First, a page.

Sultan, written and directed by Ali Abbas Zafar and produced by Aditya Chopra, is the story of a wrestler's rise and fall and his professional comeback years later as a mixed martial arts (MMA) fighter. Salman Khan plays Sultan Ali Khan, who rises from a small town and achieves global fame by winning the Wrestling World Championship. The other pivotal role is played by Anushka Sharma as Sultan's love interest and a wrestler herself. The movie co-stars Randeep Hooda, Amit Sadh, Parikshit Sahni, and MMA fighter Tyron Woodley.
Sultan begins on a rather slow note, and the plot takes time to build up. We are introduced to a simpleton named Sultan Ali Khan who hails from Rewari district in Haryana. He runs a small cable TV company, but thanks to his athletic build, he happens to be the fastest kite runner in the neighbourhood. During one such excursion, he bumps into a girl named Aarfa who is a state wrestling champion. In an endeavour to woo her, Sultan starts training as a professional wrestler and soon wins the State Championship. He follows it up with the World Championship and an Olympic Gold Medal. Then, at the height of his professional career, Sultan experiences a tragic loss which makes him give up wrestling. After spending almost a decade in oblivion, he gets his chance at redemption in the form of Pro Takedown -- India's first mixed martial arts professional league featuring fighters from across the globe. But is Sultan too old and too overweight to compete with some of the deadliest fighters on the planet? Will his professional comeback be short-lived? Or, will he finally succeed in redeeming himself? Well, to give you a hint, the movie is closer to the Rocky series than it is to Raging Bull.
Sultan does succeed in presenting a new face of Muslim protagonists -- where their Indianness overrides their religious identity.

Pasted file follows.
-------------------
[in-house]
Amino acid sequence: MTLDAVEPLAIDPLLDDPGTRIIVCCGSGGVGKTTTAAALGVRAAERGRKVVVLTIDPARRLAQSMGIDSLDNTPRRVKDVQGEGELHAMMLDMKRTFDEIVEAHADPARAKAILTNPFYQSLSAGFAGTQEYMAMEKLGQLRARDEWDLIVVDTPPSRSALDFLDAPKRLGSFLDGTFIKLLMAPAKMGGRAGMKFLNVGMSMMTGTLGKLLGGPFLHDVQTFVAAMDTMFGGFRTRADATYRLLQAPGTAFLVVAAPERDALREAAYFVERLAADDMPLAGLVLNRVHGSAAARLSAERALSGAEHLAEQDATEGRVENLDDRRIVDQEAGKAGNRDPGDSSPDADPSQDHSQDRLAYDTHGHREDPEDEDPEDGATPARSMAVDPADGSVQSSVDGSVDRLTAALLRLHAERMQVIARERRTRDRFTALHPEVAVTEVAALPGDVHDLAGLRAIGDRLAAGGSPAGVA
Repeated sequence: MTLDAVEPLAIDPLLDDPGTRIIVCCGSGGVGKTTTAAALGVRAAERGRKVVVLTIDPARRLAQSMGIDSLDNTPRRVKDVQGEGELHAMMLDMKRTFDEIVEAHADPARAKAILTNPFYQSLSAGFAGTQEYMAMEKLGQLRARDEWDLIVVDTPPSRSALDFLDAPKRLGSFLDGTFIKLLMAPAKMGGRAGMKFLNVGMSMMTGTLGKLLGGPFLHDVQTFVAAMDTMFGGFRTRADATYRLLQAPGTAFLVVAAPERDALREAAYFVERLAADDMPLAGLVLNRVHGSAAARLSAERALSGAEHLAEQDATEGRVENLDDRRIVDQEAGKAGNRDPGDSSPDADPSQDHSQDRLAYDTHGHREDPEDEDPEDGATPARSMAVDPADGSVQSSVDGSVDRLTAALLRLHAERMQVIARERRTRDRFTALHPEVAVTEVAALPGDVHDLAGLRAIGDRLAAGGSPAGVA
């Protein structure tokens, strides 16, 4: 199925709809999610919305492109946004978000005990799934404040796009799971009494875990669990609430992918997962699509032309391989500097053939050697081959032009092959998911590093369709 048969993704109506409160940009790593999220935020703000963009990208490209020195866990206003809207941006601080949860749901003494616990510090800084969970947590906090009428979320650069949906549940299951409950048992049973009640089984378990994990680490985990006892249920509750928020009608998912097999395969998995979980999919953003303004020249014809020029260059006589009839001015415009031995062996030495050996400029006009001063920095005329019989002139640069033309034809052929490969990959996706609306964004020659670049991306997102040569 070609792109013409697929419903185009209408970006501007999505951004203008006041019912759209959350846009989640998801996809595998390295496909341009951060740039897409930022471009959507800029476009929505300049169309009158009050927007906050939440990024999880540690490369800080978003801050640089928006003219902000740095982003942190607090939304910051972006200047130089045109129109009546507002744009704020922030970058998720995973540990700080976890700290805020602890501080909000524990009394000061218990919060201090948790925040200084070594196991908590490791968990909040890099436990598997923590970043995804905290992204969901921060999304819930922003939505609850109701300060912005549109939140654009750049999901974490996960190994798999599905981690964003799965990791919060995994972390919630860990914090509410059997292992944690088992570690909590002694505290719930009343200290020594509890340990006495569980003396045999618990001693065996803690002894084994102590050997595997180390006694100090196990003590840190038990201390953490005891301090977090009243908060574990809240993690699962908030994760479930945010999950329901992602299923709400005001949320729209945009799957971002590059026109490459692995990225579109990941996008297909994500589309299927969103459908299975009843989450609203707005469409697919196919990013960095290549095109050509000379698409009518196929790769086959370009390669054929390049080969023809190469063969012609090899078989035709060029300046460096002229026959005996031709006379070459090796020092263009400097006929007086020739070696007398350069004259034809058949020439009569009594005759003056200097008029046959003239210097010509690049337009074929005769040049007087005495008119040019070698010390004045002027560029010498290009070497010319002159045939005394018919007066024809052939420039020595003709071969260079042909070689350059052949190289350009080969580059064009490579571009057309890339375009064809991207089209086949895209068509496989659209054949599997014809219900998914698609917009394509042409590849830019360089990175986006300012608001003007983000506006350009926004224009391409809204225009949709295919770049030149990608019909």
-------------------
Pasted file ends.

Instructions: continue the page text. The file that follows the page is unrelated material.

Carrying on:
Sultan is exactly what one expects from a Salman Khan movie. Yes, you guessed it right! It is an Eid special that's a complete family entertainer that will make you laugh and cry, should you choose to suspend your disbelief. The first half is slightly dull but has just enough colour to keep one engaged. Come the second half, the movie picks up pace and shapes up really well. The movie's flow here also feels a lot more natural than it does in the first half.
Salman Khan proves yet again why he is India's greatest entertainer today. Sultan is the furthest he has pushed himself in recent years. He brings an endearing guilelessness to the character of Sultan Ali Khan -- indeed, the innocence he is able to exude on the silver screen is one of Salman's greatest charms. Anushka Sharma grabs far more screen time than most actresses have managed to get in recent Salman Khan films, and she succeeds in making her presence felt. The leads are well backed up by the supporting cast with Randeep Hooda delivering a memorable performance.
Overall, Sultan is a crowd-pleaser that will enthrall the average viewer with its themes of love, sacrifice, success, failure, guilt and redemption. And, as Ali Abbas Zafar promised, Sultan does succeed in presenting a new face of Muslim protagonists -- where their Indianness overrides their religious identity. Certainly, it couldn't have come at a better time. And who better than Salman Khan to set this new trend?
Overall, Sultan is a crowd-pleaser that will enthrall the average viewer with its themes of love, sacrifice, success, failure, guilt and redemption.
Sultan, for the most part, teleports us to a world of romanticism and escapism, which is just as well since realism seldom goes well with the Indian audiences. The fighting sequences are brilliantly choreographed, and the sets are also commendable. Some of the aerial shots of Old Delhi with the famous Jama Masjid in focus are breathtaking to watch.
On the downside, Sultan is flooded with product placements which can prove to be annoying. The makers appear desperate to make the most out of a Salman Khan film. But who can blame them? The high level of predictability and lack of plausibility of Sultan's plot may disappoint sophisticated audiences, but the rest will savour the entire concoction without any reservations. Salman Khan continues to be on a roll. Another grand box-office showing is on the cards for him.
A version of this review was first published in A Potpourri of Vestiges.
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